PC: Instagram and Twitter and whatever, those are companies . . . What we need to address is how society views and treats people, and women specifically. For me, what happened with Instagram was special [a photograph she posted was censored for showing female pubic hair], because the rules on Instagram are “No nudity,” but what I had wasn’t nudity. What we need to be more careful about is the ability of peers to censor someone, because when my case happened, I wasn’t like, oh Instagram, or oh Facebook, because I know these are platforms that are companies and I can’t directly change them.
The issue really becomes about changing the mindset of censoring someone, or being negative about someone else’s body. I think that’s where the big problem is. The way my image was removed was because the public was able to just say no to my body. We are subscribing to these things and they do have rules, but it’s less about these platforms and more about the way that we treat each other.
HG: One of the coolest kinds of art that’s erupted out of social platforms is the selfie, which is oftentimes dismissed as something only girls or women do. What kinds of things are you thinking about when you’re composing a selfie, versus when you’re shooting someone else?
PC: The Internet has been so important in my career and in building all of these feminist communities with female and minority artists. The selfie is such an important thing because it’s a way of image-making that doesn’t rely on another person, and which reflects the self that you want to reflect.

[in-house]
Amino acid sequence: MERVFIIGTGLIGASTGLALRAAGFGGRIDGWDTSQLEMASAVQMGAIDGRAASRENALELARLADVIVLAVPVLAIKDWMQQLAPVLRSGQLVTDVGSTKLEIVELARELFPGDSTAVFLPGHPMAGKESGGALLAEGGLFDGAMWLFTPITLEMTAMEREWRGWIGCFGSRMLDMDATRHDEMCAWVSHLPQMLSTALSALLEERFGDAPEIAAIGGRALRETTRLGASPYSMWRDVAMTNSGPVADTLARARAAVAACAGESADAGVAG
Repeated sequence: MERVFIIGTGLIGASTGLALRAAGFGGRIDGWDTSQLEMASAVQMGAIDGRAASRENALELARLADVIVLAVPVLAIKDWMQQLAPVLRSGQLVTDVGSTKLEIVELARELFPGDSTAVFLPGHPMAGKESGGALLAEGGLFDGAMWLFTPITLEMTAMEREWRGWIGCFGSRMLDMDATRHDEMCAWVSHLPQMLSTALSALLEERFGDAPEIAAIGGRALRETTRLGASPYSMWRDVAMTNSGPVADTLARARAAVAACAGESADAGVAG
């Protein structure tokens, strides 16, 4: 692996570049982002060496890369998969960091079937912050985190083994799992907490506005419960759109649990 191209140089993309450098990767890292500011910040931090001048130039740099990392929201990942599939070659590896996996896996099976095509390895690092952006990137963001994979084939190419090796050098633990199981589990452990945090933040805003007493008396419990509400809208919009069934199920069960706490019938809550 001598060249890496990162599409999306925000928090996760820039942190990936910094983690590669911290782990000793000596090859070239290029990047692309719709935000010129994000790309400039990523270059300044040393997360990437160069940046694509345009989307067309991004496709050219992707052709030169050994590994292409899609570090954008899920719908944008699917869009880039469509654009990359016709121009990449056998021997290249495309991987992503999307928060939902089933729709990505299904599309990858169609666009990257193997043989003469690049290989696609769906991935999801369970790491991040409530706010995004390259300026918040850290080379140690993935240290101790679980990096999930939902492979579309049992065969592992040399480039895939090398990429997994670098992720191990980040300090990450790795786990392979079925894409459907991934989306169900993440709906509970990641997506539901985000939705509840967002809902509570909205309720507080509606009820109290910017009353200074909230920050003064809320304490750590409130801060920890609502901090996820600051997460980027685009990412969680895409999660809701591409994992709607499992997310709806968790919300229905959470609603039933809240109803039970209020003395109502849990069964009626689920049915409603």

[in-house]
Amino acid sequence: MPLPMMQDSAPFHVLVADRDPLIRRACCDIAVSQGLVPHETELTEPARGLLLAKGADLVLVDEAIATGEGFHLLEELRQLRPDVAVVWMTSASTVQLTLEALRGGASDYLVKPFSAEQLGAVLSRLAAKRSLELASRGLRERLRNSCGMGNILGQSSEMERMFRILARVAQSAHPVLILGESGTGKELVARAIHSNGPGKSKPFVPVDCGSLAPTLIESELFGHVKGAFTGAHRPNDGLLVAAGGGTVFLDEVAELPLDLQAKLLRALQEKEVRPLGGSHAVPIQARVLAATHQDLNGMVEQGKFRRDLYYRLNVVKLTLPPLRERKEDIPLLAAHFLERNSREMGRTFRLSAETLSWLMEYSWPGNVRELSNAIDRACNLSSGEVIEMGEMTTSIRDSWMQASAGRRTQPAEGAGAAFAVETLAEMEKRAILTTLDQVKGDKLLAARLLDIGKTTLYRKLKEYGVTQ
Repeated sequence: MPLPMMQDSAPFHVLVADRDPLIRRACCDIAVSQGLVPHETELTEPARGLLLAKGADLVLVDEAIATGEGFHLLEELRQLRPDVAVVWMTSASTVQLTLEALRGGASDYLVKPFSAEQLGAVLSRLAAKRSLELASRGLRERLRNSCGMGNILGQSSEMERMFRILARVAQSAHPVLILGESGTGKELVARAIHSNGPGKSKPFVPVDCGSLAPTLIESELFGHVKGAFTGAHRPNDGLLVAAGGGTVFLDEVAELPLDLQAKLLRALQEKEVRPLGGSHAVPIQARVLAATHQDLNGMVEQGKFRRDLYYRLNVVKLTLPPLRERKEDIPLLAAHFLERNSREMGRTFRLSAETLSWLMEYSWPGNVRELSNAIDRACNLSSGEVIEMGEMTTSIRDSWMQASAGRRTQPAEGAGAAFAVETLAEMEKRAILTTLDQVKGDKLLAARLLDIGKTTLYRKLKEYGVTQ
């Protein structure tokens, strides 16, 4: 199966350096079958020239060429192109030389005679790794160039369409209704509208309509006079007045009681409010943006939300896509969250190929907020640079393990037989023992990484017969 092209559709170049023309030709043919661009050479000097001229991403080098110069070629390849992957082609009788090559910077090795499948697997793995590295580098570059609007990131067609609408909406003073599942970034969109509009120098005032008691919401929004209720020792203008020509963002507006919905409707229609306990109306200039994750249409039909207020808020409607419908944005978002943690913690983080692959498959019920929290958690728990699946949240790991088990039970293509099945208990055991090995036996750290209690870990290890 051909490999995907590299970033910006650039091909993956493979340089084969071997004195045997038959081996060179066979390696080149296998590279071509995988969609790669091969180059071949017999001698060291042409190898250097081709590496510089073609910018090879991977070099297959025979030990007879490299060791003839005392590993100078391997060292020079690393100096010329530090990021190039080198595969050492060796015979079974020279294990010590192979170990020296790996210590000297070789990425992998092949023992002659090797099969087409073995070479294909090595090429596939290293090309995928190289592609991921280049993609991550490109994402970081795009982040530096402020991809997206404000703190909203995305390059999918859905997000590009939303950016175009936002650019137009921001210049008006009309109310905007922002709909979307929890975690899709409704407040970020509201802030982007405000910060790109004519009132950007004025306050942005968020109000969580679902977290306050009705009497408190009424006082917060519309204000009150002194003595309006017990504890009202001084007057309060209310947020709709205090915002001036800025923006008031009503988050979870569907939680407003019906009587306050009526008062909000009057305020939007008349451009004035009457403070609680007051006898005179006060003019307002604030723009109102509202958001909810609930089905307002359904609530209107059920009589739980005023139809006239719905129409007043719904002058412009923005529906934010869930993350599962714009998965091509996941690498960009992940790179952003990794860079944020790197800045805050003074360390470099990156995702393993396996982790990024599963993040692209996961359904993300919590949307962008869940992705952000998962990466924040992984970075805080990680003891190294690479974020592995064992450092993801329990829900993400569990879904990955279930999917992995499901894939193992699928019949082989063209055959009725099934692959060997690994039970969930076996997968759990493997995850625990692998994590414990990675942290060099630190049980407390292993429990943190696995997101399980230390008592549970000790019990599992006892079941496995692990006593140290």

There’s a thing that I’m seeing a lot on Instagram and from a lot of the artists in Babe, Alexandra Marzella, Madelyne Beckles, and the selfies that they do are just . . . They’re not airbrushed or censored: They’re images of their pimples, or any — I hate the word “imperfection,” but I don’t know how else to describe this— but anything that you wouldn’t normally show.
As for the act of taking a selfie versus another kind of shot, they’re totally different. When I take selfies and then photography, they’re also in two completely separate mediums — my phone versus film.
HG: What’s the best piece of advice you’ve been given for taking photos of yourself, and that you’d like to pass on?
PC: The self-timer app is key. I’m not that good at taking selfies! Or I usually use my computer, like Photo Booth, and then I’ll take the photo off of that.
HG: This makes me think about what makes a “good” selfie. I guess Kim Kardashian . . . ?
PC: Yeah, her, but also Arvida Byström, she’s in the book! She’s the queen, she’s so good.
HG: You’ve said before in interviews that you find selfies and self-focused feminist art to be empowering. “Empowering” has become one of those buzz words when it comes to talking about feminism. Do you think that kind of empowerment is possible when that work or that art is brought from personal statement into the commercial sphere?